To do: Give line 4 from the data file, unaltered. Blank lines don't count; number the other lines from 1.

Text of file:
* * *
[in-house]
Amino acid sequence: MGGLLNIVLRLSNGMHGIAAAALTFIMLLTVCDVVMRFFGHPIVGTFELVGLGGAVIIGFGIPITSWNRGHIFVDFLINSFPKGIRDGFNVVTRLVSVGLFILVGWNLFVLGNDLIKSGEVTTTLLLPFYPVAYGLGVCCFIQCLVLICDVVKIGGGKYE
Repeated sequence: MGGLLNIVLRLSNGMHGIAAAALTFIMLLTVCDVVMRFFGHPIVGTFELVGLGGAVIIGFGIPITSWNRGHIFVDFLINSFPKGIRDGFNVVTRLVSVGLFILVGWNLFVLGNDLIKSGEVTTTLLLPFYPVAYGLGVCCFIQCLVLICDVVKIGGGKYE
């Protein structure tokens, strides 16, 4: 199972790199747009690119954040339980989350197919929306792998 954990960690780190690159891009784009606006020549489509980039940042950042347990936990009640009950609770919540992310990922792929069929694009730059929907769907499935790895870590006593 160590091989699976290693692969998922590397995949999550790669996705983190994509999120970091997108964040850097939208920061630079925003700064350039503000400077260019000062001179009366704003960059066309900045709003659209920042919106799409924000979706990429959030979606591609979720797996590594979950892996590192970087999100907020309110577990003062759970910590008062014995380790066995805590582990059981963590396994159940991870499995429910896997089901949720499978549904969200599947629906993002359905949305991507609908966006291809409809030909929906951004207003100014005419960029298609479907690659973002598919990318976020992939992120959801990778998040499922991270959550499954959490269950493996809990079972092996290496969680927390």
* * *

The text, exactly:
């Protein structure tokens, strides 16, 4: 199972790199747009690119954040339980989350197919929306792998 954990960690780190690159891009784009606006020549489509980039940042950042347990936990009640009950609770919540992310990922792929069929694009730059929907769907499935790895870590006593 160590091989699976290693692969998922590397995949999550790669996705983190994509999120970091997108964040850097939208920061630079925003700064350039503000400077260019000062001179009366704003960059066309900045709003659209920042919106799409924000979706990429959030979606591609979720797996590594979950892996590192970087999100907020309110577990003062759970910590008062014995380790066995805590582990059981963590396994159940991870499995429910896997089901949720499978549904969200599947629906993002359905949305991507609908966006291809409809030909929906951004207003100014005419960029298609479907690659973002598919990318976020992939992120959801990778998040499922991270959550499954959490269950493996809990079972092996290496969680927390």